2016-'17 Season Coverage
updated: 6/29/2017 4:06 PM

For Round Lake's Conkling, Panther Pride always came first

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  • Howard Conkling, who coached sports at Round Lake for 33 years, died on June 22 after a long battle with cancer.

      Howard Conkling, who coached sports at Round Lake for 33 years, died on June 22 after a long battle with cancer.
    Joe Lewnard | Staff Photographer/file

 
 

He defeated death once. Can there be a brighter feather in the navy-and-maize Round Lake cap he proudly sported for more than 30 years?

Howard Conkling was confident his Panthers could win too, naturally. Never mind that Round Lake didn't always boast the best talent, the best facilities, or as many assistant coaches and student-athletes as other schools. After all, if you can beat cancer, what do Libertyville, Stevenson, Warren or Grant have on you?

"You know our athletic 'prowess' at Round Lake," Gary Edge said. "We vacillate sometimes between being decent and being not-so decent. It didn't matter to Howard. He always thought that we were going to be good. The glass was always half full. Kid strikes out, 'Hey, you'll get 'em next time.' "

To the end, the eternal optimist held positive thoughts. If not, he did his best to keep the attention off himself. Edge and Doug Barnshaw constantly saw that side of their friend and fellow Round Lake coach.

"Ninety percent of the time, he was like, 'Hey, (the cancer) is shrinking,' " Edge said of fellow social studies teacher Conkling, who coached football, baseball and girls basketball in his 33 years at RLHS. " 'Barnie' and I were talking. Maybe that's what kept him going."

Last Thursday, Edge lost his best friend. Round Lake lost one of the most influential coaches and teachers in its history. Howard Conkling lost his battle with lung cancer. A robust man with a passion for sports, teaching, coaching, family, the Packers and Cubs, he would have turned 59 on July 5. He's survived by his wife, Mary, and grown children Emily and Michael.

In a year, Conkling would have retired from teaching. In another 100 years, he would have retired from coaching. Actually, he would have coached "forever," Edge said.

"There were no discussions with Howard about him ever not coaching," Round Lake athletic director Mike Mizwicki said. "I don't know if he would have stayed as the head coach (of the girls basketball team), but Howard loved Round Lake. He was Mr. Round Lake."

About 30 years ago, Conkling was diagnosed with testicular cancer. It spread to his lungs and suddenly a bright man whose career just started stared death in the face.

"They thought he was a goner," said Edge, who started at Round Lake in 1981, two years before Conkling arrived. "He beat it."

Last summer, Conkling's cancer returned. It nearly killed him early last fall, but he emerged from a multiple-week coma and resumed fighting his fight. He missed the 2016-17 school year, so Barnshaw served as head coach of the girls basketball team.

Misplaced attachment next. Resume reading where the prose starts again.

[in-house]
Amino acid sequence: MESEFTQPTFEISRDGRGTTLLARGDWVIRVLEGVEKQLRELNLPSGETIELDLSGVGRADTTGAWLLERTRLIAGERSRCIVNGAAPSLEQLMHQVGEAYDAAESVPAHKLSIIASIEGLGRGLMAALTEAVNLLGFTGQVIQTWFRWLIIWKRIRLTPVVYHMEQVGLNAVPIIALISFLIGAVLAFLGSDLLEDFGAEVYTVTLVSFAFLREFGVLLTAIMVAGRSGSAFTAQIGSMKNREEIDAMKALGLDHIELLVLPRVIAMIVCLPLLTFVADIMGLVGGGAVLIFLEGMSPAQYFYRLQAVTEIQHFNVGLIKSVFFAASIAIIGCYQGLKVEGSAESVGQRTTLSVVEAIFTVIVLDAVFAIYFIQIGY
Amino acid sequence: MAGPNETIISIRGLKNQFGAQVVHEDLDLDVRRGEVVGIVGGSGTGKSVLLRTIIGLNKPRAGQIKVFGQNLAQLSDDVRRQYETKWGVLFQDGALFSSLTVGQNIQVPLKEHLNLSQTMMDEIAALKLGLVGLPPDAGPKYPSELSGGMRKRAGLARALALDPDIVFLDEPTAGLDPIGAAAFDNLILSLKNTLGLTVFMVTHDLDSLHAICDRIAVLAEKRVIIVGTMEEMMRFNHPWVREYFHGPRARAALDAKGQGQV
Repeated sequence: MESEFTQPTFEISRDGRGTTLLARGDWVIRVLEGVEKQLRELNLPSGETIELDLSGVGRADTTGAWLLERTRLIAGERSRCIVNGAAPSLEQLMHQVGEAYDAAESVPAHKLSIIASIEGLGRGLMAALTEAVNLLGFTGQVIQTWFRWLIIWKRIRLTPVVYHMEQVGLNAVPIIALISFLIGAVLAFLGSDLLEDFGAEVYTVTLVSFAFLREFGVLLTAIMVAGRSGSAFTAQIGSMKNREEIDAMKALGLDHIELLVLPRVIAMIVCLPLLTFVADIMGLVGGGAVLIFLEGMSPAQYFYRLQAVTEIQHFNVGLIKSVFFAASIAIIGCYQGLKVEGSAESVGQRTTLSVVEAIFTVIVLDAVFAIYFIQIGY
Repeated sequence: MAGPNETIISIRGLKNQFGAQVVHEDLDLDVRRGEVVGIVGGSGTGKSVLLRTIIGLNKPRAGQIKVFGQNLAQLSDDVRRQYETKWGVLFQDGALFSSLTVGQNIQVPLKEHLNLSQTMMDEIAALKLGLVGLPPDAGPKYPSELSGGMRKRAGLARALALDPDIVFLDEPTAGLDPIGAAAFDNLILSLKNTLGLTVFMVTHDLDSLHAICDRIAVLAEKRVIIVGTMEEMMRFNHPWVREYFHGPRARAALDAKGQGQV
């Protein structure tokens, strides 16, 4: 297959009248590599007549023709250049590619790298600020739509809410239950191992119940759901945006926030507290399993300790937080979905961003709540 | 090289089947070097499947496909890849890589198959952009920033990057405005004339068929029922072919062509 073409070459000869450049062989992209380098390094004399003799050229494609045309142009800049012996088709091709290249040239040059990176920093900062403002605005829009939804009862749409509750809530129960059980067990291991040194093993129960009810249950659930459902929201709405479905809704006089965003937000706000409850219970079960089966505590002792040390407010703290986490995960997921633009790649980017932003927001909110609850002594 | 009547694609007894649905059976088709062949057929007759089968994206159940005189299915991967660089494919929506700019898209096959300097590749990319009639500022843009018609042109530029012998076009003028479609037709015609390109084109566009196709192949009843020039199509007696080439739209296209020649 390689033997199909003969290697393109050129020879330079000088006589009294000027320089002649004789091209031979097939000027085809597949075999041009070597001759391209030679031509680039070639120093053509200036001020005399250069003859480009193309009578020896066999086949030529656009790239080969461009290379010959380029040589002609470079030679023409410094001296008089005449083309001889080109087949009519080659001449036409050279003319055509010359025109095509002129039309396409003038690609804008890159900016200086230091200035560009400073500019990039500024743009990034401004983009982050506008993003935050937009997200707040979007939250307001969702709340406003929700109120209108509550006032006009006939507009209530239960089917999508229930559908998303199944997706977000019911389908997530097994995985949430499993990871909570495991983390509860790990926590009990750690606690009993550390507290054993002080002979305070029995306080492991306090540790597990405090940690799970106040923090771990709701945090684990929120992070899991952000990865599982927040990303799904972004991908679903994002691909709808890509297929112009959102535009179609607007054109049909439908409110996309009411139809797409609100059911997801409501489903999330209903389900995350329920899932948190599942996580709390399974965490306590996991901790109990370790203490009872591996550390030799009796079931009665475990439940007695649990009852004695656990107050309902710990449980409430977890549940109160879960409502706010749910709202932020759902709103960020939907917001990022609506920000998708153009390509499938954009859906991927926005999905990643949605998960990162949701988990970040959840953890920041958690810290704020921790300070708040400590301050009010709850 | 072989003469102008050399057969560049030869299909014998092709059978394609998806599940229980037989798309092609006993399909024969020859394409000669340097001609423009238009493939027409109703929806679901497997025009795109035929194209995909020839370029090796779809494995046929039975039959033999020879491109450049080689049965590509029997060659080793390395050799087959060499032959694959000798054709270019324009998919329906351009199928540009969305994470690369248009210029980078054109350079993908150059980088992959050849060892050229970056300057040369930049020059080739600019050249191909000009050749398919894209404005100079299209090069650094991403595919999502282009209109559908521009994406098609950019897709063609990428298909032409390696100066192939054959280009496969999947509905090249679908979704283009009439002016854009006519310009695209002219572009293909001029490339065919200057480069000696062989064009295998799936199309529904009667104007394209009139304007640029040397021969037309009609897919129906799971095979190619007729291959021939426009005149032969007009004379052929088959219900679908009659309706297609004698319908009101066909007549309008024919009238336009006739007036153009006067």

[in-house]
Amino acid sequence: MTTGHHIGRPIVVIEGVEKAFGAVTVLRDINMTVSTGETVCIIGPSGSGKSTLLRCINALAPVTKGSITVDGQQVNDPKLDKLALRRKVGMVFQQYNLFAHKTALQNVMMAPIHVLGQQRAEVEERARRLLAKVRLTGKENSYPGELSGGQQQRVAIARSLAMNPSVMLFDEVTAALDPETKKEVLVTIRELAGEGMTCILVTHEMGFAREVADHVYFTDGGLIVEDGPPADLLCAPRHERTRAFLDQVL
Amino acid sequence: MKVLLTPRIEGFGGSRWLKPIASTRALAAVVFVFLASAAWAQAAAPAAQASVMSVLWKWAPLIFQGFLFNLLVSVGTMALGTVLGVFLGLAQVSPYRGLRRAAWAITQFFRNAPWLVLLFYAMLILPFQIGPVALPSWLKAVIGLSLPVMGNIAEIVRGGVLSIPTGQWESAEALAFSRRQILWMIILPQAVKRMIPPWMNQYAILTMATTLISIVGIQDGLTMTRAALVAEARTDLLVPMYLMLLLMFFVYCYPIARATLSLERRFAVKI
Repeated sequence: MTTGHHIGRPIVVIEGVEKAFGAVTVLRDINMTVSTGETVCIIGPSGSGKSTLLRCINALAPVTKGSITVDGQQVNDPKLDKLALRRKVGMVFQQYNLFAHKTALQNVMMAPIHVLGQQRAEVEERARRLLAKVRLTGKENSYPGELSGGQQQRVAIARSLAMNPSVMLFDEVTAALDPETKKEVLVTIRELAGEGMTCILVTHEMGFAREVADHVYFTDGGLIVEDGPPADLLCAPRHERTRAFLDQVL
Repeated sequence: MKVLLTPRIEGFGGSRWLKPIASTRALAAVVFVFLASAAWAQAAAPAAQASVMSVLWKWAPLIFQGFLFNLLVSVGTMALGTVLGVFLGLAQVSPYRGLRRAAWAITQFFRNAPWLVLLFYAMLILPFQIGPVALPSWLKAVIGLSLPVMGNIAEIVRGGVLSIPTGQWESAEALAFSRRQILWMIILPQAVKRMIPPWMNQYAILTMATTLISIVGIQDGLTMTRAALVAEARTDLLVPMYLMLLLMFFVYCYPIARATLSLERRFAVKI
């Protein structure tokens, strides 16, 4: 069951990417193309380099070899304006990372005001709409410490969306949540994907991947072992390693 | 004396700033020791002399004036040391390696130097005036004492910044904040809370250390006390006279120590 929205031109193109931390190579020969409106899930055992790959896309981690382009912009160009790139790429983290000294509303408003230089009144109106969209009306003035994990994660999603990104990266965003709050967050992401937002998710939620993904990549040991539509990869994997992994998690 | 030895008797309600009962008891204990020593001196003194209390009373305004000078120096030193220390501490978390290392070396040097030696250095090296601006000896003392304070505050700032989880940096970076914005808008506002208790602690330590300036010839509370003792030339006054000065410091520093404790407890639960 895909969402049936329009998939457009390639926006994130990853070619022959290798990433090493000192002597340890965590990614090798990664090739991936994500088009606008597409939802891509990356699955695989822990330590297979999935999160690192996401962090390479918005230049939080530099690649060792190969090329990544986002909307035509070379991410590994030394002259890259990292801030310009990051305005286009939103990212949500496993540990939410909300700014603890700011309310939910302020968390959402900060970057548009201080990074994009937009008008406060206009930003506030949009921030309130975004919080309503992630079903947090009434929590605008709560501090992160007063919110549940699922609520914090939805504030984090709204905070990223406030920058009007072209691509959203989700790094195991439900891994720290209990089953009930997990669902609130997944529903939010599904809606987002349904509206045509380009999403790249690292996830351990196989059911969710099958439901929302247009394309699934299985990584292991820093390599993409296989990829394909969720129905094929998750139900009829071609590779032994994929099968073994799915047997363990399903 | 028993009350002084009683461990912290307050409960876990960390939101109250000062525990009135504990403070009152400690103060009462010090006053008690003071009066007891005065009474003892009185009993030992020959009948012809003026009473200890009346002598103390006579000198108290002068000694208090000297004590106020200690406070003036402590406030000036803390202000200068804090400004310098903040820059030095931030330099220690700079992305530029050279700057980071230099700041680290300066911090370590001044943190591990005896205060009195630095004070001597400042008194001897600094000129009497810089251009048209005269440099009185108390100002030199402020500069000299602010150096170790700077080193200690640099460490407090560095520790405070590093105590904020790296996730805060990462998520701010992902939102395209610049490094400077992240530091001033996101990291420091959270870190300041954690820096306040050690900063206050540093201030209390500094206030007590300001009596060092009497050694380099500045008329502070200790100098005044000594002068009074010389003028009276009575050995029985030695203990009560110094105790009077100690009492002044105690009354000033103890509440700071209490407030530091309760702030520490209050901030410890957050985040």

"He came all the way back, but in time (the cancer) just kept spreading," Mizwicki said.

Conkling made it to one girls basketball game last winter. Edge picked up Conkling at his McHenry home and drove him to McHenry High School, where the Panthers were playing North Chicago in a Christmas tournament game. Round Lake won in a blowout.

"We played better than we played all year," Mizwicki said.

Afterward, Conkling walked into the locker room, flanked by "Barnie" and Edge. Conkling went into coach mode, bursting with Panther Pride.

"When he came out, he was crying," Mizwicki said. "He looked at me and said, 'I didn't cry when I was in there, but Barnshaw and Edge did.' ... Those three guys were very close."

"Typical stuff," Edge said of Conkling's postgame speech. "(He said), 'That was a great win. Keep getting better. Keep your eyes on the prize. I'm very, very proud of you.'

"All the right things to say."

That was Howard Conkling. Don't pity him. Pity your next opponent, Panthers.

Conkling created Round Lake's athletic hall of fame several years ago. He felt strongly that past Panthers should be recognized, even if their teams didn't fill a trophy case. As for Panther Pride, no one was prouder than Conkling.

"He would come in on Sundays -- when the Packers weren't on -- and just walk around the building," Mizwicki said. "That was where he would get his exercise."

Mizwicki first crossed paths -- or baselines -- with Conkling when both were varsity baseball head coaches. Mizwicki remembers when his Grant Bulldogs were swept in a doubleheader by Conkling's Panthers, denying Mizwicki's more-talented team the North Suburban Prairie Division title. In the opener, Conkling used his junkballer, who baffled the Bulldogs, then came back with his ace in Game 2.

"Those were the kind of things that Howard was really good at," Mizwicki said. "He maximized his talent."

A few years later, Mizwicki was named Round Lake's AD, a job Conkling also sought.

Conkling never showed any animosity.

"One of the first conversations I had with Howard, he said, 'Hey, I wanted the job, but it's more important that we get this thing done right and get it going in the right direction,' " Mizwicki said. "That's just the guy he was."

What else would you expect from Mr. Round Lake?

"It wasn't about him," Mizwicki said. "It was about the kids and the school. He was always that way. ... I think he probably could have gone to more (girls basketball) games (last season), but I don't think he wanted the girls worried about him. He wanted them to play basketball."

Be proud, Panthers. You had a sure hall of famer, Howard Conkling, on your team.

jaguilar@dailyherald.com

• Follow Joe on Twitter: @JoeAguilar64

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